STUDIES ON RADIOSENSITIZERS IN THE TREATMENT OF MALIGNANT BRAIN TUMORS Keiji SANO 1 , Takao HOSHINO 1 , Masakatsu NAGAI 1 , Tomio TSUCHIDA 1 , Fumiaki SATO 1 1Dept. of Neurosurgery, Faculty of Medicine, University of Tokyo pp.339-344
Published Date 1967/4/1
DOI https://doi.org/10.11477/mf.1406202198
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Bromouridine (5-bromo-2'-deoxyuridine or BUdR), which is known to sensitize bacterial cells or strained tumor cells to irradiation, was proved to be incorpo-rated into the nuclei of human brain tumor cells cultured by trypsinization-monolayer method. This BUdR had neither antimetabolic nor cytocidal effect and only increased the radiosensitivity of the cells which took it up. The uptake of BUdR into the tumor cell nuclei in tissue culture was enhanced by addition of a small amout of antimetabolites such as methotrexate, 5-FU or FUdR. This fact may be explained on a basis that those antimetabolites in-hibited the biosynthesis of thymidine and therefore dividing cells were forced to incorporate newly given thymidine analogue (BUdR) in order to duplicate their DNA.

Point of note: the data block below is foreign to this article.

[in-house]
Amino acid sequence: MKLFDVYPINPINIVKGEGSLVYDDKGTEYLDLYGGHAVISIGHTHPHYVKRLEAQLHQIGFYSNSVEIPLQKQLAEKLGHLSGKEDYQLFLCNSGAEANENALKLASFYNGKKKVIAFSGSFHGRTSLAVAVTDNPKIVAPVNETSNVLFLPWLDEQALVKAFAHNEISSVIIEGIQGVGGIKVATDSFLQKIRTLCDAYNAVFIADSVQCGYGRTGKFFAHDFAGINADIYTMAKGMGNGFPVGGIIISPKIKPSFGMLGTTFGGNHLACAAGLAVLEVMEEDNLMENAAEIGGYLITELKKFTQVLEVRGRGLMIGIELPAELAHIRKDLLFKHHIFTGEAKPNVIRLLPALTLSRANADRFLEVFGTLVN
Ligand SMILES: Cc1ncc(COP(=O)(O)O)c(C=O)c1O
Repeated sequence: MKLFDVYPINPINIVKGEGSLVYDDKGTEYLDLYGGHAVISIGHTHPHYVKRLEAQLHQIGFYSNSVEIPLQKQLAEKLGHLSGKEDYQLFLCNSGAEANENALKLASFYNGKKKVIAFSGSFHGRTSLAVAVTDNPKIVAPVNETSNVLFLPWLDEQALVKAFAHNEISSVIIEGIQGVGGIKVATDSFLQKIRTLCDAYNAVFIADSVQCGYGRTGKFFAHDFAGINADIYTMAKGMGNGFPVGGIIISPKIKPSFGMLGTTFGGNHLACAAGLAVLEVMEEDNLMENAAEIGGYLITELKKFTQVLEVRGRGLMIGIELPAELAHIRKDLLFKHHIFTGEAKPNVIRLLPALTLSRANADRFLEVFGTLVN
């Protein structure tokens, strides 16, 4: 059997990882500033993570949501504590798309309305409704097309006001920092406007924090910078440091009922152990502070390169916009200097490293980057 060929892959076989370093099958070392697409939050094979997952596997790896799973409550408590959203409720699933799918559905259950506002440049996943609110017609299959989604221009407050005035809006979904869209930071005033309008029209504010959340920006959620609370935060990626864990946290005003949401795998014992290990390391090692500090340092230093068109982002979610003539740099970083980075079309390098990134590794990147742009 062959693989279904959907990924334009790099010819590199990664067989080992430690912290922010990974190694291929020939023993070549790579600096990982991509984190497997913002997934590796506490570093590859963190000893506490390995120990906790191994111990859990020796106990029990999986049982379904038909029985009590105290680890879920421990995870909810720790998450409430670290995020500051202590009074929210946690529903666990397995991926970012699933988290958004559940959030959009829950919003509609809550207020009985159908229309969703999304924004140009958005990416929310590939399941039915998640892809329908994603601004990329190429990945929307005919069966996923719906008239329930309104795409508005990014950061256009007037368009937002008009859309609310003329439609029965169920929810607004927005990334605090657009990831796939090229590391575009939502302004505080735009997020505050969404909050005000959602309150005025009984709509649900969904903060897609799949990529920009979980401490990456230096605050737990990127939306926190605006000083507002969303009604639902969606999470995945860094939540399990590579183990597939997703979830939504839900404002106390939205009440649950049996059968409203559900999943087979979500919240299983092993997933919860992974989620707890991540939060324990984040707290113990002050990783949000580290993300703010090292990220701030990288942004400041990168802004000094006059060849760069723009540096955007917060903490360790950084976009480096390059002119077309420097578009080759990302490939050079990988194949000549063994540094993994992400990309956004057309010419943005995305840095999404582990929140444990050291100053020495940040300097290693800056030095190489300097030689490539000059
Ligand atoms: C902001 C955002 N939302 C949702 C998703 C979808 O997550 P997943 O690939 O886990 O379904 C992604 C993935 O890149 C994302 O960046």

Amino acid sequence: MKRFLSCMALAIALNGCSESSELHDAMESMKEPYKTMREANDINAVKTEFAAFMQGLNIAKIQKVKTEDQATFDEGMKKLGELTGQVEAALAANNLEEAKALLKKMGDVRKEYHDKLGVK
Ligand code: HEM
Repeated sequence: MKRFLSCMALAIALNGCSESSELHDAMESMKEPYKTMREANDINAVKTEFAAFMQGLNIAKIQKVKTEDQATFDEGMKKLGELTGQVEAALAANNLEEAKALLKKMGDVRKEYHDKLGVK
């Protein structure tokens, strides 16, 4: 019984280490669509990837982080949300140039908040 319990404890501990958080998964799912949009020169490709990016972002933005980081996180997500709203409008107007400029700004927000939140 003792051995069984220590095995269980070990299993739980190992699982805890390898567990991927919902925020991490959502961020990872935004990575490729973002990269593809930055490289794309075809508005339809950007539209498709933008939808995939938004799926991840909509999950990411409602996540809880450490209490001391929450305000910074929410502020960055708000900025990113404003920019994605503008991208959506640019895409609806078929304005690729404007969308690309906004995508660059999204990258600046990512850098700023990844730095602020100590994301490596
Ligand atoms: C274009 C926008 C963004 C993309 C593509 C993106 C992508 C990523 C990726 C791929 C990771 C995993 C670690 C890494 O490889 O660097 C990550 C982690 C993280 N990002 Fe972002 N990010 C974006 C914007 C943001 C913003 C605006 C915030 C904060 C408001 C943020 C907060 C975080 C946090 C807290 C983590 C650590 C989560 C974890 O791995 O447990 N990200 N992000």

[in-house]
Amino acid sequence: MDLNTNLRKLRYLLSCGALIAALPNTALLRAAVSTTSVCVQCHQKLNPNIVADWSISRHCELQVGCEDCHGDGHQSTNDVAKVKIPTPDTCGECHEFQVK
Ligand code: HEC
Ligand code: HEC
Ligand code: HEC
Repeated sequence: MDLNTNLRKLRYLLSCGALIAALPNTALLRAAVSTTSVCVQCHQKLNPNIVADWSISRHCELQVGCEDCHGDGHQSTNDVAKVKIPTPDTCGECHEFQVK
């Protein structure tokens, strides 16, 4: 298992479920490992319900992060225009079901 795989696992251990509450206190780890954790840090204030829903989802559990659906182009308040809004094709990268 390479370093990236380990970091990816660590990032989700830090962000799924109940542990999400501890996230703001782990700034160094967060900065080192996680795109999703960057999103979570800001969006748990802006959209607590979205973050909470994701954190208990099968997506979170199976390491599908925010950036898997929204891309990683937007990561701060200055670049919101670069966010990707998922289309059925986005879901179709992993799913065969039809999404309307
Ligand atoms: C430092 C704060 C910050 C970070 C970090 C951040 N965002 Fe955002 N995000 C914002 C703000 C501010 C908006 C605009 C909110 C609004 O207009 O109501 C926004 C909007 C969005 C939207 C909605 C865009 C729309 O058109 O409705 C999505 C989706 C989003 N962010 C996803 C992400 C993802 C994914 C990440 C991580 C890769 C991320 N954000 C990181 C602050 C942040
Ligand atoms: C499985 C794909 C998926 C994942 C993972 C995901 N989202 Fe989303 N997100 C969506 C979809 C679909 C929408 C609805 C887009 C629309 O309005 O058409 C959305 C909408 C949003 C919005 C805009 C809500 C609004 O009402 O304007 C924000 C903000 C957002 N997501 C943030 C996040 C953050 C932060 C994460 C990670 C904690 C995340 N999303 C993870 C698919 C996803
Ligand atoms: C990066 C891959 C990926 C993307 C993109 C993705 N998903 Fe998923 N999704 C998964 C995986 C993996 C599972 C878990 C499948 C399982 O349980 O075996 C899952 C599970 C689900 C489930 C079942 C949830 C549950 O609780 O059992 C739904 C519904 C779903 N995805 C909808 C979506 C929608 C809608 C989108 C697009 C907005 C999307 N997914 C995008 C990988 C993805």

Based on these facts, the authors have performed Bromouridine-Antimetabolite-Continuous intra-arte-rial infusion-Radiation therapy (BAR therapy). The principle of our method consists of the administration of BUdR (500~1000mg/day) with a small amount of antimetabolite (e.g., methotrexate 1.5~5.0mg/day) by means of continuous intra-arterial (internal carotid) infution for more than one generation time of the tumor cells (3~7 weeks in brain tumors ac-cording to their malignancy) and simultaneous radia-tion therapy (5,000~6,000R tumor dosis). This thera py was applied to 8 brain tumor cases with good therapeutic results. These cases were reviewed and the results and side effects of this therapy were discussed.

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